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People who live in Colorado can now change their gender identity on their birth certificates

Posted at 3:09 PM, Dec 20, 2018

DENVER — The Colorado Department of Health and the Environment has approved a major change to the way state birth certificates work.

During its monthly meeting on Wednesday, the board voted to allow more identifying options for birth certificates. There will now be four options: male, female, X and intersex.

The move follows a state change on Nov. 30 to driver’s licenses and identification cards that added the third option of "X" for a person’s sex.

When a child is born, their birth certificate will only have three options: male, female and intersex. "X" is left out since it is not a biological characteristic, said Chris Wells with the department of helath and environment. It will be available for adults who want to amend their birth certificates.

The board of health also approved simplifying the process to change the gender identity on a birth certificate. Under current requirements, a person must undergo gender reassignment surgery and prove it to a judge in order to qualify for the change to their birth certificate.

Under the newly approved rules, those wishing to change their identities would simply need to fill out a form — no surgery required. Minors will also need a note from either a doctor or a mental health professional supporting the transition. Those who want to change their gender identity can only do so once without a court order.

Advocates for the new rules said the gender reassignment surgeries are expensive and those who want to change their gender identity may not even want the surgery.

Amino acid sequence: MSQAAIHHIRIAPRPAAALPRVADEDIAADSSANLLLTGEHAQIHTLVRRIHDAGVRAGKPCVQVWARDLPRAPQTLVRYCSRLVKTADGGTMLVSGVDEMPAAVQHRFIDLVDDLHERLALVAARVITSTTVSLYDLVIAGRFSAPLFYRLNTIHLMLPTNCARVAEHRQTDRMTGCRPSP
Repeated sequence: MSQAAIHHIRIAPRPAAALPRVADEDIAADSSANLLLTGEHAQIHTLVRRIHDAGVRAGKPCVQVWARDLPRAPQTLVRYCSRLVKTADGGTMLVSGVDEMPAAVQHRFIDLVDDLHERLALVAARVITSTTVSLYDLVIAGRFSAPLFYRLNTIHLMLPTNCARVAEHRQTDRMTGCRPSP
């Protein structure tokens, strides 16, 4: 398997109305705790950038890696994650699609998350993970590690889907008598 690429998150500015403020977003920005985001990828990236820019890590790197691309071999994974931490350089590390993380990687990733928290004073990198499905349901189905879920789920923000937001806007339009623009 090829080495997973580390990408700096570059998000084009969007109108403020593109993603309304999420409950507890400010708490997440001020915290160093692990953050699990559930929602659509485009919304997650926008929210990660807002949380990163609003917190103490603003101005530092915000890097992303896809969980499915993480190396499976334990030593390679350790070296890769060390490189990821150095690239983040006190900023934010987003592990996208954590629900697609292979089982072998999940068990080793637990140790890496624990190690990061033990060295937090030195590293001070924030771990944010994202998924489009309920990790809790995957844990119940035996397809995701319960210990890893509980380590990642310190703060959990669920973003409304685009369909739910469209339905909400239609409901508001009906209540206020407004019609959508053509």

"Transgender individuals often face significant discrimination in the employment housing and healthcare and having a birth certificate that accurately describes exactly who they are is huge in reducing the discrimination," said Emma Shinn, a transgender former marine. She was in attendance Wednesday morning.

This decision comes in the wake of a civil lawsuit brought by a 13-year-old against the state after he was not allowed to change his gender identity on his birth certificate.

This is one of several changes the LGBTQ community is fighting for. Two others could play out in the Colorado state legislature during the next session:

First, advocates said they want state ID cards to change the identifying wording from “sex” to “gender” in order to better correlate with how people feel about their identity, rather than how they were born.

Second, advocates want a change to Colorado law when it comes to a transgender person switching their name to better reflect their gender. Right now, Colorado law requires a transgender person to seek a court order and print their old and newly chosen names in the newspaper three times within 21 days before officially making the switch. Advocates said that requires these individuals to out themselves to their entire community unnecessarily.